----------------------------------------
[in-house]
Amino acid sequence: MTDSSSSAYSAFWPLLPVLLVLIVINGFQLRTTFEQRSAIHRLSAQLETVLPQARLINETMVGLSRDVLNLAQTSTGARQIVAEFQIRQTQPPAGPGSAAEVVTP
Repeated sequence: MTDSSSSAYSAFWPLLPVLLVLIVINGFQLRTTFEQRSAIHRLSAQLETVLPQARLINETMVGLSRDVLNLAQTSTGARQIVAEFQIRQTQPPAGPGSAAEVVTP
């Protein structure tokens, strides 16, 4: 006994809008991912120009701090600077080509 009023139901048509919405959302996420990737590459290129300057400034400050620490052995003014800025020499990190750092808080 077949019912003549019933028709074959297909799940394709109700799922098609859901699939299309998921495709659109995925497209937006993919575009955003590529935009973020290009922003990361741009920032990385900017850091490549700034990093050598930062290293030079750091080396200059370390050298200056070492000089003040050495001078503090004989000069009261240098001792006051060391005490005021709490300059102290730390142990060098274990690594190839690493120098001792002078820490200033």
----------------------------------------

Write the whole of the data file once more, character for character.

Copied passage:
[in-house]
Amino acid sequence: MTDSSSSAYSAFWPLLPVLLVLIVINGFQLRTTFEQRSAIHRLSAQLETVLPQARLINETMVGLSRDVLNLAQTSTGARQIVAEFQIRQTQPPAGPGSAAEVVTP
Repeated sequence: MTDSSSSAYSAFWPLLPVLLVLIVINGFQLRTTFEQRSAIHRLSAQLETVLPQARLINETMVGLSRDVLNLAQTSTGARQIVAEFQIRQTQPPAGPGSAAEVVTP
């Protein structure tokens, strides 16, 4: 006994809008991912120009701090600077080509 009023139901048509919405959302996420990737590459290129300057400034400050620490052995003014800025020499990190750092808080 077949019912003549019933028709074959297909799940394709109700799922098609859901699939299309998921495709659109995925497209937006993919575009955003590529935009973020290009922003990361741009920032990385900017850091490549700034990093050598930062290293030079750091080396200059370390050298200056070492000089003040050495001078503090004989000069009261240098001792006051060391005490005021709490300059102290730390142990060098274990690594190839690493120098001792002078820490200033």